43532 Chapters
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Medium 9781855758377

CHAPTER SEVEN: Approaches to researching the evidence: an exploration of TCCR’s research into couple relationships and couple therapy, past and present

Karnac Books ePub

David Hewison

The Tavistock Centre for Couple Relationships (TCCR)1 began life as a mixed practice and research organisation looking to find effective ways of intervening in family distress after the Second World War (see Bannister et al., 1955; Menzies, 1949; Wilson, 1947a, 1947b, 1949; Wilson, Menzies & Eichholtz, 1949). It has been engaged in this project ever since in one form or another (see Woodhouse, 1990 for a review of its history and development up to 1990, and Haldane, 1991 for a review of its publications). As such it has used a variety of approaches to researching couple relationships and the ways in which workers and the couples they work with affect each other, whether this is in socially-based casework, in the intimate privacy of an ongoing psychotherapy, or in the ways that agencies and organisations work with and against each other. In this variety it is a proud (and productive) member of the Tavistock family of organisations and shares with them an interest in the application of psychoanalytic ideas to social and psychological matters (see Dicks, 1970; Trist & Murray, 1990). As a centre of advanced study into the couple relationship and its therapeutic treatment TCCR has a particular perspective on both research and evidence in the field of couple relationships, and is well qualified to enter into contemporary debates about this complex area.

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Medium 9780253356949

7 South of Tel-Aviv and North of Jaffa—The Frontier Zone of “In Between”

S ILAN TROEN Indiana University Press ePub

Strange is the geography of Tel-Aviv—at a distance of 200 meters from the heart of the city, from Magen David Square, lies one of the city’s main suburbs. Your eyes hardly rest for a moment from the glitter of neon and the car lights of Allenby St. and already you have dropped into the oppressive darkness of the alleys of Kerem Hatemanim.

Tel-Aviv has been portrayed as the new Hebrew city, which “rose from the sands” at the empty stretch of land north of Jaffa. Tel-Aviv was perceived and presented as a new social entity, distinct from all that preceded it: from dirty and “unhygienic” Oriental Jaffa with its narrow alleys, chaotic urban order, from the Jewish ghettoes and districts in the urban centers of central and eastern Europe, and from the early Jewish neighborhoods that branched out of Jaffa, establishing separate though adjoining neighborhoods to its north and northeast.

Tel-Aviv was seen as a new creation in many respects. It was “a European oasis in the desert of Asia,”1 it was populated exclusively by Jews, or rather “Hebrews”—the new nationalist Jewish men and women who were no longer a minority but the totality, who founded a city with no gentiles, no deprecating eye. Tel-Aviv was the center of the nationalist project where its leaders, institutions, cultural elites, and financial centers were located. All these attributes, noted by its municipal leadership, by visitors from other parts of the Yishuv, and no less strikingly by non-Jewish visitors from abroad,2 represented the essence of the emerging city both in terms of physical space and of social composition.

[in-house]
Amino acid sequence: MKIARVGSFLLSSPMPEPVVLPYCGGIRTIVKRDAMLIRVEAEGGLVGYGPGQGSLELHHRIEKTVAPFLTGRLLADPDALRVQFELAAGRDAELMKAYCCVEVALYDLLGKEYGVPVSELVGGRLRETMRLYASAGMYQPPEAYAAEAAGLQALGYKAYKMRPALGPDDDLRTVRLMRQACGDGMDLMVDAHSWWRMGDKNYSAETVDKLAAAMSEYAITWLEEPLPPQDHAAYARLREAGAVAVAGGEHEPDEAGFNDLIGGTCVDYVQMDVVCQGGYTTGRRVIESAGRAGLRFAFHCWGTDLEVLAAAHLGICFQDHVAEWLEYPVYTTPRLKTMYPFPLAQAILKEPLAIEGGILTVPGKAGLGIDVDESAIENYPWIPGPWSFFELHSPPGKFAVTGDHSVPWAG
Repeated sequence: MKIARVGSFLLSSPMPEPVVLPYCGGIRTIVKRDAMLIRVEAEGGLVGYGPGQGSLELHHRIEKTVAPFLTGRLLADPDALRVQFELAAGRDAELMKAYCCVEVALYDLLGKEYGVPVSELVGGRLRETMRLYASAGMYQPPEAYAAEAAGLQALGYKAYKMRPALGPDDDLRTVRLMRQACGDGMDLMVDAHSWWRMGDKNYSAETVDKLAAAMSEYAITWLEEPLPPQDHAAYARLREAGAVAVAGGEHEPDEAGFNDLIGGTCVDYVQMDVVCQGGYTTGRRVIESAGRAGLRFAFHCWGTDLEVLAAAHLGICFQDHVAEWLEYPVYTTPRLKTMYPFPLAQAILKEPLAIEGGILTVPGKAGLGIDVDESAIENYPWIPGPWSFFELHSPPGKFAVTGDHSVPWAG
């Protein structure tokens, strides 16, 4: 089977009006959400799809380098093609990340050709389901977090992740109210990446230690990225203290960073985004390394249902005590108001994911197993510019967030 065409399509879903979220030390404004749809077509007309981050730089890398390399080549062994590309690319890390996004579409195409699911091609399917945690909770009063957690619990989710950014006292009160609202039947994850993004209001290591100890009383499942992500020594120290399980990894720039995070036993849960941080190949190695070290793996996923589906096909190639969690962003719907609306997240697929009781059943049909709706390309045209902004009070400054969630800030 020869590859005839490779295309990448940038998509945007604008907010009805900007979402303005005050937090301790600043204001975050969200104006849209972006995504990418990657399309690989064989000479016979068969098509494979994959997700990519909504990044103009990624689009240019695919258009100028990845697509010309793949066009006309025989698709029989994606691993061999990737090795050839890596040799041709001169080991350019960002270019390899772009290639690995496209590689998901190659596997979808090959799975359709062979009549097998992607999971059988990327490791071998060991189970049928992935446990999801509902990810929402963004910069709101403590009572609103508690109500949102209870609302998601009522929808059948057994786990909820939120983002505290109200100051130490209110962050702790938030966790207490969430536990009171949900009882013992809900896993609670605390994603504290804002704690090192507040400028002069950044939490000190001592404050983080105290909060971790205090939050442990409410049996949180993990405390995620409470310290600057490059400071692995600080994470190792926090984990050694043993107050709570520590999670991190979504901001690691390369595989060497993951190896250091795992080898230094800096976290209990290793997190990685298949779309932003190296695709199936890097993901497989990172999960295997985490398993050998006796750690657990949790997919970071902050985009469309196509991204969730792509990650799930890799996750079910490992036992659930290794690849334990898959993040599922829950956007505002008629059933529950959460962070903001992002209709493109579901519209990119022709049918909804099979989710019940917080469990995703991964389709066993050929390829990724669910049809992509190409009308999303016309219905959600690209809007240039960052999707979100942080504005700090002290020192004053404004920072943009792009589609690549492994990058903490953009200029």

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Medium 9780253355058

8 The Geospatial Semantic Web, Pareto GIS, and the Humanities

David J Bodenhamer Indiana University Press ePub


The so-called spatial turn in the humanities represents a complexity of ideas and applications and the term is in dire need of unpacking. At the very base level the spatial turn represents an awareness of the significant role that space plays in human actions and events, and specifically the influence that space plays in humanities disciplines. Without question, the spatial turn has been heavily driven by the growing awareness and availability of Geographic Information Systems (GIS).1 There have long been exchanges between geography and the humanities that extend as far back as Carl Sauer’s inaugural work in cultural geography and his use of examples from history, archaeology, and cultural landscape studies.2 Historical geography has certainly been at the forefront of this symbiosis in seeking to explore geographies of the past through a blend of human geography and the historical method.3 It is not surprising then that the early usage of GIS in the humanities has been predominantly in historical GIS, which has drawn upon the primary strengths of GIS in the areas of mapping, gazetteers, and vector boundary delineation to support the geographies of major databases such as historical censuses and the production of atlases. Significantly there has been little demonstrated use of GIS in the humanities that draws upon the extensive spatial analytical sophistication of the technology. In the disparate, largely uncoordinated and application-driven foray of GIS into the humanities, mapping has been without question the dominant expression of the geospatial turn and in many ways the (re)discovery of the power of the map has become synonymous with the spatial turn.

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Medium 9781904658566